After 28 days of dominating basketball in February, this much is clear: The only thing that can slow down Russell Westbrook is a literal dent in his head.

The Oklahoma City Thunder guard just rattled off a month for the ages, averaging 28.5 points, 8.1 rebounds, and 9.1 assists per game as he helped lead his team to a 12-9 record for the month despite losing reigning MVP Kevin Durant to another foot injury. He also took command of the exhibition season, earning the All-Star Game MVP award after leading the West to victory on the strength of his 41 points (on a comical 28 field goal attempts). Of the 27 triple-doubles recorded in the NBA this year, four of them were logged by Westbrook last month. And three of them happened in a row.

Quite simply, it was the greatest month of the young guard’s already outstanding career.

But let’s not just focus on February—Westbrook has been great all season. In fact, he’s in some extremely rare company when it comes to his statistical output.

Durant is a free agent after next season, after all. Could this pave his way out of OKC?

There are only two players in the history of the NBA who have averaged at least 26 points, six rebounds, eight assists, and two steals per game: Westbrook this season, and Michael Jordan in 1988-89. If you remove the steals criterion, Westbrook is still in rare company as LeBron James and Oscar Robertson were the only other players to average such figures.

While he’s still a high-volume shooter that can sometimes be too aggressive, Westbrook has nevertheless thrust himself into the conversation for NBA MVP along with LeBron, James Harden, Steph Curry, and Anthony Davis. This figures to be one of the closest MVP races in a while, and with so many games left to play this season picking a winner right now is virtually impossible. Yet regardless of whether or not he wins, Westbrook has put to rest any notion that the Thunder can’t be a playoff team without Durant.

And really, that’s the most fascinating question concerning Westbrook’s solo ascent: What does this mean for his relationship with Durant? How will they mesh together when KD is finally healthy and back on the floor? Durant is a free agent after next season, after all. Could this pave his way out of OKC?

Image via USA TODAY Sports / Brace Hemmelgarn

The only historical precedent for a Westbrook MVP this season would require us to go back to 1957 and 1958, when Boston Celtics teammates Bob Cousy and Bill Russell won consecutive MVP awards. Since then, nobody has really come close. It would seem insane for OKC to consider breaking up this kind of powerful duo. Westbrook and Durant are an historically good pair, and it’s incredibly rare for a team to have the opportunity build around two of the eight best players in the entire league. The notion that they could have KD and Westbrook yet somehow never win a title during their run is almost unfathomable, and for that reason alone they owe it to themselves to keep them together.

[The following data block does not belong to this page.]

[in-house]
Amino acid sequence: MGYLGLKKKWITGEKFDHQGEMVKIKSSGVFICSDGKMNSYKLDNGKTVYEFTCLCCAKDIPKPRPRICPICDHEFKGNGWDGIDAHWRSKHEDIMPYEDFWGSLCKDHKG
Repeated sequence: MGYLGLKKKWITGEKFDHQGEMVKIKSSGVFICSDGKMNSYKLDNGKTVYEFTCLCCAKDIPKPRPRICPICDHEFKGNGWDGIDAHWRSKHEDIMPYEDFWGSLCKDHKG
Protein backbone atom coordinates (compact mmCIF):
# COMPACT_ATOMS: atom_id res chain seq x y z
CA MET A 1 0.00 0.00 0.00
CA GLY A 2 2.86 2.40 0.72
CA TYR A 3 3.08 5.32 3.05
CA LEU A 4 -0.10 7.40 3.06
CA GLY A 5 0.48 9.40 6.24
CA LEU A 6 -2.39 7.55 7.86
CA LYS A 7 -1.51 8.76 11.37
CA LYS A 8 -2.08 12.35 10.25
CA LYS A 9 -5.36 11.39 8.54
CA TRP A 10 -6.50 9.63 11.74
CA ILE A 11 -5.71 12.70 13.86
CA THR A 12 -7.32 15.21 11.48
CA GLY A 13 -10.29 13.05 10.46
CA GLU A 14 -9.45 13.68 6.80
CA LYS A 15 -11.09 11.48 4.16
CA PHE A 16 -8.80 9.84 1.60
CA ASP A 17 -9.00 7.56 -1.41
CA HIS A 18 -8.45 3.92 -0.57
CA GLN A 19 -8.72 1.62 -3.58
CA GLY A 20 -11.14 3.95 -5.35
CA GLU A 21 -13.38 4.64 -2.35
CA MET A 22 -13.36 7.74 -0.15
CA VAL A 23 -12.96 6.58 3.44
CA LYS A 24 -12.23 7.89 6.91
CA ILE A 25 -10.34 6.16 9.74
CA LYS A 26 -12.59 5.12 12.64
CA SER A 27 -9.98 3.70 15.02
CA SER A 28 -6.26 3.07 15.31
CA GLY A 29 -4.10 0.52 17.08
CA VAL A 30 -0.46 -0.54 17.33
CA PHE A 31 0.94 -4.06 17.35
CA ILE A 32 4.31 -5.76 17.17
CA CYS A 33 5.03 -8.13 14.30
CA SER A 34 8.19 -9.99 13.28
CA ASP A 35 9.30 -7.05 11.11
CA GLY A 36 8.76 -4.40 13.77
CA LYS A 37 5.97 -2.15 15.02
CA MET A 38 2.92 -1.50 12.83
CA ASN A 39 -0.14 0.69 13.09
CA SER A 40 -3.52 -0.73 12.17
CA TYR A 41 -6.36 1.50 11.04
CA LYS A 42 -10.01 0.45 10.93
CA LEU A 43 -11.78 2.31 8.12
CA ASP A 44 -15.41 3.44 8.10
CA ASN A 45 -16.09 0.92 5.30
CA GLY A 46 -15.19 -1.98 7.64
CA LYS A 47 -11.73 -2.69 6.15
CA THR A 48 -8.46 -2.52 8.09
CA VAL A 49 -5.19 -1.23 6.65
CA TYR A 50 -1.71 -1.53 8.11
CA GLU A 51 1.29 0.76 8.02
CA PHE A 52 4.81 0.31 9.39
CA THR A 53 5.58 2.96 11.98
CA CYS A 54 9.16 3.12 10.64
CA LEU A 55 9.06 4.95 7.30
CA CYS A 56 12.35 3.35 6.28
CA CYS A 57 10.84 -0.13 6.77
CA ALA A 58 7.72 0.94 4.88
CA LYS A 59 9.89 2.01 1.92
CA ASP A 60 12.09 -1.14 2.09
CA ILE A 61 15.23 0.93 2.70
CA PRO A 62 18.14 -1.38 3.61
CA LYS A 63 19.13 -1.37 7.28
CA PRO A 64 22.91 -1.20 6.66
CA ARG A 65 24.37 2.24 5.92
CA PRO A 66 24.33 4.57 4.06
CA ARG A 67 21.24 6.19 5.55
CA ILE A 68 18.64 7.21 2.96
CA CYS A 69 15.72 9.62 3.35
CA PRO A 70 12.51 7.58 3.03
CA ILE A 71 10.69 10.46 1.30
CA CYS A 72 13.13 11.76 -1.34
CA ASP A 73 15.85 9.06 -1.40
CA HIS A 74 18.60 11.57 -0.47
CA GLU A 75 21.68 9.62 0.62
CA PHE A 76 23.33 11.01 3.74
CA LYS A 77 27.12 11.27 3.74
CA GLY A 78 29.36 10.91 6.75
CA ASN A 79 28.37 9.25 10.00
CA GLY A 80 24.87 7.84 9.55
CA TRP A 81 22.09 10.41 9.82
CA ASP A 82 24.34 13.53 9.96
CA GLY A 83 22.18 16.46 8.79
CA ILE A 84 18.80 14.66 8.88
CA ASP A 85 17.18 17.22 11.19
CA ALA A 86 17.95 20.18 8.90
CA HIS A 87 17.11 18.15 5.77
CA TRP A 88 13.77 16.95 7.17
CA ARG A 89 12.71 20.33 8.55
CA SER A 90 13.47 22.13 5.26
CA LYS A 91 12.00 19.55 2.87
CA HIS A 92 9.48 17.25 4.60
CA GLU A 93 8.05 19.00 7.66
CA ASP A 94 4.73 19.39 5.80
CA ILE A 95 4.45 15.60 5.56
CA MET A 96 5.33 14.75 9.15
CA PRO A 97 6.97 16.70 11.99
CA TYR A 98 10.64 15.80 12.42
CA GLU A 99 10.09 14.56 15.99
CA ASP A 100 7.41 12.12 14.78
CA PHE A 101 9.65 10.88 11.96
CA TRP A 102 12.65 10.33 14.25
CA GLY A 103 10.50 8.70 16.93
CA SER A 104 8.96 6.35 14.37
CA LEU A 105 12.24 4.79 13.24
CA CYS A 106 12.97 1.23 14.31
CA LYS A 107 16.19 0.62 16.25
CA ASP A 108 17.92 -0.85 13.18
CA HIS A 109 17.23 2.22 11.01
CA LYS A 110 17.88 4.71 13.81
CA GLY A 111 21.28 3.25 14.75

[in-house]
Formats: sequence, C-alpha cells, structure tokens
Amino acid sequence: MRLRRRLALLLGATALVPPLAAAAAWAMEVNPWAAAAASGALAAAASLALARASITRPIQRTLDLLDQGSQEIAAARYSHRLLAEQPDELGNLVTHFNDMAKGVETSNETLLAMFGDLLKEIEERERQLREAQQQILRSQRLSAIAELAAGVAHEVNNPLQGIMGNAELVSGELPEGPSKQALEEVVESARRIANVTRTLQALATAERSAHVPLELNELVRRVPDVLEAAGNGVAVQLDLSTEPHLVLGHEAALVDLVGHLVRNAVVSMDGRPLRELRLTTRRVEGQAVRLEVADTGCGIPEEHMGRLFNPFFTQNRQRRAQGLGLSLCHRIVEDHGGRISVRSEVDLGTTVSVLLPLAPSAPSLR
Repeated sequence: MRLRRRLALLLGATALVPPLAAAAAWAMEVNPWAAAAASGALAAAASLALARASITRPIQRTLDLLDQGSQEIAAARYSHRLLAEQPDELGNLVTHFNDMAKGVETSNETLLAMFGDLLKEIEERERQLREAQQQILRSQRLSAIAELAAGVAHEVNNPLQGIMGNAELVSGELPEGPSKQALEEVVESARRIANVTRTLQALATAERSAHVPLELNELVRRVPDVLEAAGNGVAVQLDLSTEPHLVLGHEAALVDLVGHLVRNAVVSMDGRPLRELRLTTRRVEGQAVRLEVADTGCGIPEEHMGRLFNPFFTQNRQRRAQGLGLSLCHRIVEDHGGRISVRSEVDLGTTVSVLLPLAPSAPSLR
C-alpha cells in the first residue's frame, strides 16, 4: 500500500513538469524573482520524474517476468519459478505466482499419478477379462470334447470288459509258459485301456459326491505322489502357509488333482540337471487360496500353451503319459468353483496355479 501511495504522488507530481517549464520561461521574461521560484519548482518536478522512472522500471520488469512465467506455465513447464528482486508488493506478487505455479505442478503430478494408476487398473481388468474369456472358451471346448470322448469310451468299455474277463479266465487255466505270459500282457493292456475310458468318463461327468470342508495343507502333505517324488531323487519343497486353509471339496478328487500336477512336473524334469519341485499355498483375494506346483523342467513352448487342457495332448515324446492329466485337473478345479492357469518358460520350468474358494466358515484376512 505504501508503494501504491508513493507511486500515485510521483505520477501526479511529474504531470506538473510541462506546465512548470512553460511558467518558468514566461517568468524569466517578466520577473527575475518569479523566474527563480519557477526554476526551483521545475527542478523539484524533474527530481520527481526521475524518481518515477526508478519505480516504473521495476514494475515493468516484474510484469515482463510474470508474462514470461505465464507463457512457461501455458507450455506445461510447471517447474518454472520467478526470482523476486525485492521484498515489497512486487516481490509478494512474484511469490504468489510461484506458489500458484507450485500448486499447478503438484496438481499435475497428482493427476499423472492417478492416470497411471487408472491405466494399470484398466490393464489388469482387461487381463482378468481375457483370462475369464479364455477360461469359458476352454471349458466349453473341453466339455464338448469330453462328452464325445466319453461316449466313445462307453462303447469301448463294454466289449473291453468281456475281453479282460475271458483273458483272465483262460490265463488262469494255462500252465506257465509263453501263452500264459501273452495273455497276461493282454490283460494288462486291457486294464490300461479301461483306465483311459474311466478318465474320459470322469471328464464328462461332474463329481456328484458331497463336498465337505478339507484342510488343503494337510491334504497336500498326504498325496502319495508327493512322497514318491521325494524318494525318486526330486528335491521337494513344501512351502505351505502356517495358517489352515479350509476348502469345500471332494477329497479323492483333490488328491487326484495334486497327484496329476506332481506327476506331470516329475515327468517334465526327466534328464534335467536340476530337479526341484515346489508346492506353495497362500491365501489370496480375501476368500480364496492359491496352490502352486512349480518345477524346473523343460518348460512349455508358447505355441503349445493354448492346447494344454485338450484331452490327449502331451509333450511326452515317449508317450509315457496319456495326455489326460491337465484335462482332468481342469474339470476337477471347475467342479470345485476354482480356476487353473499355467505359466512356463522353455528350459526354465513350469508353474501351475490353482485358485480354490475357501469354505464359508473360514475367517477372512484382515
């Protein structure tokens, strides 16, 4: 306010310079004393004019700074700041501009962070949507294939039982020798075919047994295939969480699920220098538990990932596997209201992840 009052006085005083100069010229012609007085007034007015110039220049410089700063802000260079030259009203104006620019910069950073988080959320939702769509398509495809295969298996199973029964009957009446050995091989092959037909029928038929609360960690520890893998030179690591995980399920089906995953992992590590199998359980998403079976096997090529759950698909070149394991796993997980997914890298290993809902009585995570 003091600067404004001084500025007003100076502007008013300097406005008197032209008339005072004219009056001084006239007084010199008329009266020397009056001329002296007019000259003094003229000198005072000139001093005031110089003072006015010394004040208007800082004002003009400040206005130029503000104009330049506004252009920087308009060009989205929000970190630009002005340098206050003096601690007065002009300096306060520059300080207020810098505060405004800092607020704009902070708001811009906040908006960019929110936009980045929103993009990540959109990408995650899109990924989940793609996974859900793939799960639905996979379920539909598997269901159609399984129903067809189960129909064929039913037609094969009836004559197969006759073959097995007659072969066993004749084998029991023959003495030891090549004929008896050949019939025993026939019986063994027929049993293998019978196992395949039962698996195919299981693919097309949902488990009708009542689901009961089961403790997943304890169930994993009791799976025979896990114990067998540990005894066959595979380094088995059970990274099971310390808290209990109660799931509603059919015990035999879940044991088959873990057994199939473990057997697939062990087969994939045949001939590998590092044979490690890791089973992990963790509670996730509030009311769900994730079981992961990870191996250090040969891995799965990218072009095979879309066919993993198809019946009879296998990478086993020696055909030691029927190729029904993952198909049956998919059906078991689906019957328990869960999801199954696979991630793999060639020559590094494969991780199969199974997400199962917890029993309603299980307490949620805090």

The other hard truth is that if the Thunder let one guy go, there is no second scoring option to be found. Presumably they'd get one back in a trade, but there's a zero percent chance they would get anything in the neighborhood of fair value. And, really, they’d be entering some very unknown territory if they decided that Westbrook was the one they’d keep.

Westbrook’s current 2014-15 season is really the first time he’s seen extensive action without KD on the floor beside him. It would be a dicey proposition at best if OKC were willing to part with Durant based on this small sample size from one season:

Indeed, prior to this year Westbrook had barely played without Durant. Here are his shooting numbers from 2013-14:

And 2012-13:

This is all to say, we honestly have no idea if Westbrook can sustain his current torrid pace if Durant is permanently removed from the equation. He could keep on humming right along, but he may also flop spectacularly. Regardless of the outcome, it seems like a highly risky and unnecessary bet for the Thunder to make at this stage of the game.

The jury is definitely out as to whether there's an actual long-term benefit to not keeping them together even if Westbrook wins the MVP this year. Many will cite some supposed “alpha dog battle” that would continue to escalate after Westbrook’s tremendous solo act this season, but the data is simply not there to back up that claim.

Interestingly, in 2012-13 (the last full season in which both Durant and Westbrook were healthy), they both took a lot of shots in close and late situations when they were on the court together. (For the sake of this exercise, we’re defining “close and late” as the Thunder either winning or losing by five or fewer points, with three or fewer minutes to go). Here’s the breakdown for both shooting output at that pivotal stage.


And Durant:

Westbrook took 37 shots, Durant 50. That’s been a ratio that has clearly worked for them, and based on this year’s limited stats, it doesn’t seem like it's changing all that much despite Westbrook’s ascension.



Given that consistency over the years, there’s no reason to think these two wouldn't be able to keep with that ratio in future seasons. They both—at least publicly—have always been nothing but committed to co-existing on the floor, and no personal accolades for Westbrook will change that. When you’ve got two of the best players in the sport, you simply find a way to make it work.

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